SAGE Publishing founder and owner Sara Miller McCune has made good on her long-standing pledge to pass control of the company to an independent trust. The move is described a "key milestone" for the publisher, which means that SAGE can never be sold, but instead is guaranteed to remain independent and focused on its founding educational goals.
McCune, who is 80, co-founded SAGE with George McCune in 1965. Forgoing the payday of a company sale, she now passes all her voting shares to the SAGE-SMM Trust, although she retains 80% of non-voting shares and will continue to attend board meetings.
She commented: "My late husband George and I determined early on that we would never let SAGE be sold. We saw too many companies lose their goals, values and missions in mergers. By transferring control of SAGE to the SAGE-SMM Trust now, I am making sure that SAGE can remain independent and true to the purpose for which we established it."
According to the estate plan established by McCune and her husband, the beneficial owners of SAGE after both the founders' deaths will be a number of higher education institutions—whose identities have not yet been revealed—but with control remaining vested in the trust, whose priority is "to maintain SAGE as a successful privately owned educational publishing and information dissemination company, and to provide for the continuity and preservation of its business, activities, policies and corporate identity."
The key trustee of the SAGE-SMM Trust will be SAGE managing partner David Walsh, chairing a group of five.
No changes to the company's business strategy or management team will be made as a result of the move. SAGE reorganised its senior management team a year ago, after the retirement of SAGE International president Stephen Barr.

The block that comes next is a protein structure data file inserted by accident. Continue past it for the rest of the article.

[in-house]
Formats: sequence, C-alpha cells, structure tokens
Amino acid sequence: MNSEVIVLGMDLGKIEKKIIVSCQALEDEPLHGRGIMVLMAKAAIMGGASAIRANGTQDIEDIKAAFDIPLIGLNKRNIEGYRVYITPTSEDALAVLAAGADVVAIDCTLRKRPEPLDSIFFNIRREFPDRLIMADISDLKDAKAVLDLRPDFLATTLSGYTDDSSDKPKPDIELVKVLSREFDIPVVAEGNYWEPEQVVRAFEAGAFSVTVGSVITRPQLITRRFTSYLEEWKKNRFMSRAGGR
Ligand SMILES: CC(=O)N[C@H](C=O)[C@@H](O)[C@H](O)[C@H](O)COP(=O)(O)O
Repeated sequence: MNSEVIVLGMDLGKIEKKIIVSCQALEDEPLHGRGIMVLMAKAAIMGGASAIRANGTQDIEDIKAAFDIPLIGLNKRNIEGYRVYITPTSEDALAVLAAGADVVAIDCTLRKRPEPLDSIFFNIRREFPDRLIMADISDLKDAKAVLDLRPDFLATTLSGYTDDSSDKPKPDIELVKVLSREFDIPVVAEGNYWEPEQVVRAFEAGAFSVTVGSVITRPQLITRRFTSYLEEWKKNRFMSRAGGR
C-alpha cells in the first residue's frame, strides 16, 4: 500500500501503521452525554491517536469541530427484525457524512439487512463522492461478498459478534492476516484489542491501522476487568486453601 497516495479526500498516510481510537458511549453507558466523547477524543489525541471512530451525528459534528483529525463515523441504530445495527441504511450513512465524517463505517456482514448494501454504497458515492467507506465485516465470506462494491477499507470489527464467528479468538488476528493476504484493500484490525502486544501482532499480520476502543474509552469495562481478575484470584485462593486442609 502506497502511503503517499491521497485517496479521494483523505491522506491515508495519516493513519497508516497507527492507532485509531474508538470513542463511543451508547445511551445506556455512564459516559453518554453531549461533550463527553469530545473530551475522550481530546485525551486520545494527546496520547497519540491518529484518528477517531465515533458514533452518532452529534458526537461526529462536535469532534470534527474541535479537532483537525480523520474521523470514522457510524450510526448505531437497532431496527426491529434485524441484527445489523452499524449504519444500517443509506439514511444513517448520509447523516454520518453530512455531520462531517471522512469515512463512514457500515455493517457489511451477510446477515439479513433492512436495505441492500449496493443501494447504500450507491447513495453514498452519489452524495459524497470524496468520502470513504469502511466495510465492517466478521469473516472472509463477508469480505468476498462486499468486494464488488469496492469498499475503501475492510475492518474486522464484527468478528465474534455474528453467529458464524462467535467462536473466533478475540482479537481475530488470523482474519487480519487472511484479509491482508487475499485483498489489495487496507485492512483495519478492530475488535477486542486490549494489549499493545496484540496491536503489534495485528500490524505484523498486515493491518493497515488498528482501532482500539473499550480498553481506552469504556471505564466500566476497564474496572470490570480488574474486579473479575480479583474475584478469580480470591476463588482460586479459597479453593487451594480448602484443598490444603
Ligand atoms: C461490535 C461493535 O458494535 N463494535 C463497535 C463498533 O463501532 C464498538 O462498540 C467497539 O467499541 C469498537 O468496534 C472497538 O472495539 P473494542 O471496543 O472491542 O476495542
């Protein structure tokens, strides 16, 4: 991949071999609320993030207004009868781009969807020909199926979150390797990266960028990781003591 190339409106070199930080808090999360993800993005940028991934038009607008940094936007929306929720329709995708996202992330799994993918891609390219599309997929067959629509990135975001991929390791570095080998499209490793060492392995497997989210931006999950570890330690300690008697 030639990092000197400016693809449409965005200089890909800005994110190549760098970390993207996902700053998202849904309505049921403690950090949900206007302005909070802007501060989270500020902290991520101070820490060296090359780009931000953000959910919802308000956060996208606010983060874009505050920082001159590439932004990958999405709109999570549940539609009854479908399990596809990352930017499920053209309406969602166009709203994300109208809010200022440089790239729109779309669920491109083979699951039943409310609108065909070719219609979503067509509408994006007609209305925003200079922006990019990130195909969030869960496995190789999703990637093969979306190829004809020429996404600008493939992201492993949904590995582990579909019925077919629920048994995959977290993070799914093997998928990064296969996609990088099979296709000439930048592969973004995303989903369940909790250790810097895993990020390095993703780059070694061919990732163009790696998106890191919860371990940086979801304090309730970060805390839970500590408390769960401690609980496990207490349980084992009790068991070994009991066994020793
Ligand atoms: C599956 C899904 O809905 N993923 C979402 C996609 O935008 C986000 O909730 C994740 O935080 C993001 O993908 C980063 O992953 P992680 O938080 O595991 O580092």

SAGE c.e.o. Blaise Simqu said: "We believe that Sara's estate plan is unique in publishing. Our independence has made us free to make long-term decisions, take risks and make investments that advance our mission and our academic goals for decades to come. By transferring control of SAGE Publishing to a trust, Sara secures our independence and our ability to preserve our freedom to act for the very long-term."
Ziyad Marar, president of global publishing, told The Bookseller the move would "ensure we can pursue our mission of building bridges to knowledge in the way that meets the needs of students and researchers", following the "mad dash and scramble to digital" that the pandemic had catalysed in the academy. "We will continue to broaden the portfolio and ensure the research people are doing is amplified in the right ways, and that teaching gets helped—and teaching has been particularly challenged," he said.
Marar added that the company had performed "surprisingly well" through Covid-19. "We had anticipated red alerts and some things went better than others, but even the things that went badly last year are doing better this year," he said. "What Higher Education needs these days is well met by what we have to offer."